Products liability is a somewhat unique area of law which puts a huge burden on the manufacture of a product to anticipate all “reasonably foreseeable” misuses. In this case, a cryotherapy chamber carries so much risk as a reasonably foreseeable misuse can (and maybe did) cause death. No amount of warnings and disclaimers can negate liability if an economically feasible safety feature could have been incorporated into the product. The examples above, like an automatic shut off or device to ensure two operates were present, certainly do not seem too complicated in light of the innate risk of the product being sold. If there is a company policy that a person should never use the machine alone, then this is clearly a foreseeable misuse. But, this is all just speculation at this point, as we do not know enough facts surrounding the incident to know anything for sure. We will continue to follow the matter closely as it plays out.

Footnotes   [ + ]

1. according to the company that sells it, anyway…
Divorce, estate planning, nevada

Estate Planning and Divorce: What to Keep in Mind

Here at Clear Counsel Law Group, we make sure all of our clients know how important estate planning is. While it is daunting to plan for the unexpected, we have all too many probate cases where families disagree over what the deceased would have wanted, but without something in writing, there is only so much attorneys can do. For instance, if someone’s grandmother intended to leave one specific grandchild her home but never put anything in writing, it is unlikely that the home will end up with that grandchild when there are other heirs. With an estate plan in place, the house will end up in the right hands. But even a good solid estate planning might need to periodically updated.

For example, over half of all marriages sadly end in divorce. No one ever thinks it will happen to them, yet it does.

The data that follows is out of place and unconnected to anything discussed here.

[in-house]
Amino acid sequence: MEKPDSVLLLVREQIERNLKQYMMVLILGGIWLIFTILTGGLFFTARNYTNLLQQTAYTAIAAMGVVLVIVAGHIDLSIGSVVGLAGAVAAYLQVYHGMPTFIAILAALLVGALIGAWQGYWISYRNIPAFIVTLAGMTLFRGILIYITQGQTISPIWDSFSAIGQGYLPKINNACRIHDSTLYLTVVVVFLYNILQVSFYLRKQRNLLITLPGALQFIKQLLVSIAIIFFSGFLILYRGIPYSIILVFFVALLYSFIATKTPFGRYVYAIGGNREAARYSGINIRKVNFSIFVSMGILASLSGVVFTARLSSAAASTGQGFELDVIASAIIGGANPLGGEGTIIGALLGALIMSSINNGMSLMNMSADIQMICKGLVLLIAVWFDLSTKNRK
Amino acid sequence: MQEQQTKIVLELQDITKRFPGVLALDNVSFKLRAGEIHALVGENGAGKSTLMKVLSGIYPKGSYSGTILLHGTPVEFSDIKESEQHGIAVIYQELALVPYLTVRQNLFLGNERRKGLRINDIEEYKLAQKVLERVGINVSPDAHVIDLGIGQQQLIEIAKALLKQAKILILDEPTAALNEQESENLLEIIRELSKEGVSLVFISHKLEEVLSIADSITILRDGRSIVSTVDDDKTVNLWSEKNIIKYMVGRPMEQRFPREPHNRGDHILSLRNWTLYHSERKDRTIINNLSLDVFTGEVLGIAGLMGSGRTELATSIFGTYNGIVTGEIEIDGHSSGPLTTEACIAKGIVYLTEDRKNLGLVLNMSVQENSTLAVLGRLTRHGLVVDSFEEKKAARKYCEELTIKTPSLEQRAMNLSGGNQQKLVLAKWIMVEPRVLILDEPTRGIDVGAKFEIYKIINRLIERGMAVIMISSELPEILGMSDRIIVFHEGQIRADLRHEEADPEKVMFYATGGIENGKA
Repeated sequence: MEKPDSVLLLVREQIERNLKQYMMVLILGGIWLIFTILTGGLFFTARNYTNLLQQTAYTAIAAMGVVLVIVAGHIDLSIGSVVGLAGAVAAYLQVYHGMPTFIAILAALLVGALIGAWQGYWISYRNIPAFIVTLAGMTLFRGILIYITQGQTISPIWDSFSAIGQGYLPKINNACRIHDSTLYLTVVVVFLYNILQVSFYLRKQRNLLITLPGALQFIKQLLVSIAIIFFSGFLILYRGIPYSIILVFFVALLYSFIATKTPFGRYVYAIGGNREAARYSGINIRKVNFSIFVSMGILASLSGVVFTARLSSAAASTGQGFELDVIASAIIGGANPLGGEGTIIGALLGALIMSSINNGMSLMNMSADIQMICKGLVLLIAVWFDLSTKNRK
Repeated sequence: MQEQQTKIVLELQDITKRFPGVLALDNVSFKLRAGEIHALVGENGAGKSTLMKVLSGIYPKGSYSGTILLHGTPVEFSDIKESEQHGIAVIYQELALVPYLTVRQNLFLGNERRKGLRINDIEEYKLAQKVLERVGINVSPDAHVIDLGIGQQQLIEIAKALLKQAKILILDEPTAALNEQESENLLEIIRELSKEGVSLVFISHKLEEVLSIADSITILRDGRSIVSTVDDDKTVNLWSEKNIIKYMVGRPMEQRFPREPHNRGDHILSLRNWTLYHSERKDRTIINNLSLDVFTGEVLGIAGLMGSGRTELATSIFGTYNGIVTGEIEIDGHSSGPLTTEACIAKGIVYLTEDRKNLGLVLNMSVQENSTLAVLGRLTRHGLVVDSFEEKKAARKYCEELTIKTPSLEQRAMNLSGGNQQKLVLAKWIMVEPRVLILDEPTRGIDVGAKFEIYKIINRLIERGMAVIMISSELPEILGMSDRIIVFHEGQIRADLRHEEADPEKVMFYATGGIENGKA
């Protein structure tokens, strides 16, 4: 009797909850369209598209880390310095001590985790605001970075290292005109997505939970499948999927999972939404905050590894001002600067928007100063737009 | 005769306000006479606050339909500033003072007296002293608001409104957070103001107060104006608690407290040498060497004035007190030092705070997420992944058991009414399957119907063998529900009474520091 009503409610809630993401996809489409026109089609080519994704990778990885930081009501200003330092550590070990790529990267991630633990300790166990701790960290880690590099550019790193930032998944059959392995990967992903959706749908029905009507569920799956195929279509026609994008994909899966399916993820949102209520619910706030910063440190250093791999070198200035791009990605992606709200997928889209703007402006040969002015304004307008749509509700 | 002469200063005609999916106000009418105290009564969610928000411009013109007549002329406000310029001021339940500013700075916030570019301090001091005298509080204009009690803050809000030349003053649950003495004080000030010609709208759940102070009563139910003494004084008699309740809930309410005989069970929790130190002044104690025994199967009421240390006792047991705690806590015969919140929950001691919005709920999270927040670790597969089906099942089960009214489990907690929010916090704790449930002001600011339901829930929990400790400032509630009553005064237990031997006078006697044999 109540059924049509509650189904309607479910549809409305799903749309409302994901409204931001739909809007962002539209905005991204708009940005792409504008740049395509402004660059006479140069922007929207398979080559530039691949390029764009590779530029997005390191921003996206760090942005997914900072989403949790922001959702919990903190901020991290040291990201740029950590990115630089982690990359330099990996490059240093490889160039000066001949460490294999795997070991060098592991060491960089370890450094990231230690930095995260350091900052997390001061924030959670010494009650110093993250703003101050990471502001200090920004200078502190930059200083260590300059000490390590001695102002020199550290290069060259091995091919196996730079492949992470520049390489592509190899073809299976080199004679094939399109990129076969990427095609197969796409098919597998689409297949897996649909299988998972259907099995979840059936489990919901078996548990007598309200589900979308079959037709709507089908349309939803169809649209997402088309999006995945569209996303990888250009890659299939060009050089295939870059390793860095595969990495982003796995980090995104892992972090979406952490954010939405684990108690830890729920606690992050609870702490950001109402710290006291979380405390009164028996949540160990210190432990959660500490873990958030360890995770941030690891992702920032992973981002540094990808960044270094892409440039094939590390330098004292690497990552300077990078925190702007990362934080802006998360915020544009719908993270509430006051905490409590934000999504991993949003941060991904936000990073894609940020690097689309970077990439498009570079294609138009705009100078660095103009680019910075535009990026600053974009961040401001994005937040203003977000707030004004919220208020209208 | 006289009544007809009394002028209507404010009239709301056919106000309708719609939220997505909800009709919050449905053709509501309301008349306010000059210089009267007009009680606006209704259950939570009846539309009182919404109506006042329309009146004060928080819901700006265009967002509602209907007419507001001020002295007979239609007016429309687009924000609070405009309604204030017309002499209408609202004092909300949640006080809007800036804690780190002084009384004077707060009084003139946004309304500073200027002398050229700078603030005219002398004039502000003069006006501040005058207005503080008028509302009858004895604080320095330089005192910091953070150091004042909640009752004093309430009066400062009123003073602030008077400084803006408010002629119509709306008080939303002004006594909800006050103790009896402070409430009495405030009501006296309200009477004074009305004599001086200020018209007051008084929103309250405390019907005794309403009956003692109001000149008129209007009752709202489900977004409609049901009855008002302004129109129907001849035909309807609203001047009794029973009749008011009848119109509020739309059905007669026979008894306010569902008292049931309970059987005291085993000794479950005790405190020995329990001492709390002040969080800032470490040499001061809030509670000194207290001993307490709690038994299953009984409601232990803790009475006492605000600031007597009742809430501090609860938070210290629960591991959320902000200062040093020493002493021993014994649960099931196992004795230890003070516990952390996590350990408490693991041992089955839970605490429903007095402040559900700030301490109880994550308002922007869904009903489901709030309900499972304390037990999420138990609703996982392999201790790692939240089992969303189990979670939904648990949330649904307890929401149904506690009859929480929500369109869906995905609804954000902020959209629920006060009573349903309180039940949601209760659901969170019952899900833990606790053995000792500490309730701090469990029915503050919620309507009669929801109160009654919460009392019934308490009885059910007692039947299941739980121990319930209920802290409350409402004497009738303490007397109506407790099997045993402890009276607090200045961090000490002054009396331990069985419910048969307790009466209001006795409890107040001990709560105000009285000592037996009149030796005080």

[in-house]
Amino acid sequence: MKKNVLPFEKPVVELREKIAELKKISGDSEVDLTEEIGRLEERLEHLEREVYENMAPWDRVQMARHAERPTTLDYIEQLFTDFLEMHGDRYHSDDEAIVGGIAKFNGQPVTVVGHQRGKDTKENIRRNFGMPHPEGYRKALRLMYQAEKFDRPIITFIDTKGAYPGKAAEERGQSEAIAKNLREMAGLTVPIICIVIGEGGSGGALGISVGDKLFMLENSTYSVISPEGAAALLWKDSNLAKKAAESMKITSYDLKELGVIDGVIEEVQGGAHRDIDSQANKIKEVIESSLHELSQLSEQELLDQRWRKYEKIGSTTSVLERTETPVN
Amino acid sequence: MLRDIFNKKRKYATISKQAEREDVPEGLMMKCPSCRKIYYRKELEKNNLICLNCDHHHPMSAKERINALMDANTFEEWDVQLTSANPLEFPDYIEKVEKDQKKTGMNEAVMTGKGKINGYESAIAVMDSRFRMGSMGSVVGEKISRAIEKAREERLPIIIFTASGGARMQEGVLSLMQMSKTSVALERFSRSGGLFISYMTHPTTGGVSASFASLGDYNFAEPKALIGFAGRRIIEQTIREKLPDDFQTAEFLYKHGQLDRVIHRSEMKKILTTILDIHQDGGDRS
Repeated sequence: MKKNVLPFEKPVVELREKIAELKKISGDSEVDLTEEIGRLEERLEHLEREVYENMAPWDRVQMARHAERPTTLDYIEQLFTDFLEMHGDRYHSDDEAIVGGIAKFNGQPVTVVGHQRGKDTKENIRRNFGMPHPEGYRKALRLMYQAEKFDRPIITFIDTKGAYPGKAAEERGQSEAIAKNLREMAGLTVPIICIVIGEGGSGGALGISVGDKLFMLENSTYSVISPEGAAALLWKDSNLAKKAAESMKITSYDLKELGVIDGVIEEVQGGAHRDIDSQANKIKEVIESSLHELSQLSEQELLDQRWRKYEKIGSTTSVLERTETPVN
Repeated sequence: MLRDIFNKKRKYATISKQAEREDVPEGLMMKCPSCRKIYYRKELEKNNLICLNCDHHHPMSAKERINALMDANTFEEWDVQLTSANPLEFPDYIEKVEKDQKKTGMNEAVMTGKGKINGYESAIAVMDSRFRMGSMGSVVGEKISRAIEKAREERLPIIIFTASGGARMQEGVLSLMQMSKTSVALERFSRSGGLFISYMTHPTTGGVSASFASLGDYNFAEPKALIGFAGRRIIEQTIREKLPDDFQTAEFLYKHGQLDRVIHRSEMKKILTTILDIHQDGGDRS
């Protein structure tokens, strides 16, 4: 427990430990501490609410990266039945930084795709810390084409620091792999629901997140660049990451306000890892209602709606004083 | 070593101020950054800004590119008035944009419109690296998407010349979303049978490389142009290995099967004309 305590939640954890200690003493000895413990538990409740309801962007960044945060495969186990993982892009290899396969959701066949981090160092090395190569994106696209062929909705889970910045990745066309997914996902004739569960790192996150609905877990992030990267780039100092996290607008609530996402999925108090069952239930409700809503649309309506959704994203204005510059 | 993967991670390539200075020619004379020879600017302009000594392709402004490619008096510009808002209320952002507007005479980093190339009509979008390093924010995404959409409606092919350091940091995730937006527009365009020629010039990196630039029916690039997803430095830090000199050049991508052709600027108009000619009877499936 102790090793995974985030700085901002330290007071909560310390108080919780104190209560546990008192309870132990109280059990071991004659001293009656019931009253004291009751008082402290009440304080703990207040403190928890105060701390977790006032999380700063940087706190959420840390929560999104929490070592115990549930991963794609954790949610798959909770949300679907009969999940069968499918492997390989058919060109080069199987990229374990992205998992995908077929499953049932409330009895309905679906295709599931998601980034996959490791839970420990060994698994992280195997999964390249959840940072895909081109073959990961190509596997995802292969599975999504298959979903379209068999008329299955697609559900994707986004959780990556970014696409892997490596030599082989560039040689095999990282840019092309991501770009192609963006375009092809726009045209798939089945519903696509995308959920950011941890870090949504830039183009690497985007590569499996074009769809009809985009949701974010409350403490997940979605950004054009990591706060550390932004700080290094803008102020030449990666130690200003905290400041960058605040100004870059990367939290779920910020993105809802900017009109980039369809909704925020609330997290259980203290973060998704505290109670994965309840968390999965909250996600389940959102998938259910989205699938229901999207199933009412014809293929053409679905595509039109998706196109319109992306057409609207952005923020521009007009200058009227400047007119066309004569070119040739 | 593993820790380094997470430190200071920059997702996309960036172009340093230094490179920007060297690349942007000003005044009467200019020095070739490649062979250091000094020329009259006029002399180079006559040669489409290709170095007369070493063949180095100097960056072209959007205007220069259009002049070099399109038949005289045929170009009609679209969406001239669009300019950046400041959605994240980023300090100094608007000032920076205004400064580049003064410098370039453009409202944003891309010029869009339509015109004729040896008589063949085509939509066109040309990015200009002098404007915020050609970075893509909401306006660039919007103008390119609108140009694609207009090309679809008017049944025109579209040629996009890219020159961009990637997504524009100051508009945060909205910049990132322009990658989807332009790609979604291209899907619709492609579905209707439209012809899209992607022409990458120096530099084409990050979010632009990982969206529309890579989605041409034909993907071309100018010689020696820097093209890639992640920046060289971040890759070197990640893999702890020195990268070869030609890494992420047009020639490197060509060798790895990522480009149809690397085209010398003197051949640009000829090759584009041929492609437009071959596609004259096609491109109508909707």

How Divorce Affects an Estate Plan

We have seen several cases where someone passes away at an intermediate stage of the divorce process, before the divorce becomes final. While it would seem rather obvious that a person divorcing their spouse would not want their estranged partner to inherit all of their assets, unless the divorce is final, a spouse is considered a spouse under the eyes of the law. Therefore, even with divorce papers on file, unless the ink is dry, the soon-to-be ex-spouse has all the same rights to inherit as a spouse who was not divorced.

In addition to divorce papers, when couples separate they are likely financially tied in even more ways than they realize. Situations often come across my desk where life insurance policies are designated to a future ex-spouse. Fortunately, life insurance designations are automatically revoked upon divorce in case someone forgets to amend. But even so, life insurance policies with revoked beneficiaries often go to a decedent’s estate, which might then end up in the hands of that same divorcing spouse. Not only that, but sometimes married couples with joint bank accounts forget to remove an ex-spouse who then drains the account upon death with no regard for children or other intended beneficiaries1)This is not an exhaustive list of examples. Some spouses never legally divorce but live for 30 years completely separate and apart, practically forgetting they were even married in the first place. But, the Nevada probate courts are crystal clear on the issue: if two people are legally married, the spouse inherits in the exact same manner as a spouse that never spent a day away from her partner. We have even had cases where a decedent “married” twice and the legal wife and the cohabitating wife were left to duke it out. What a mess this can cause, financially and emotionally!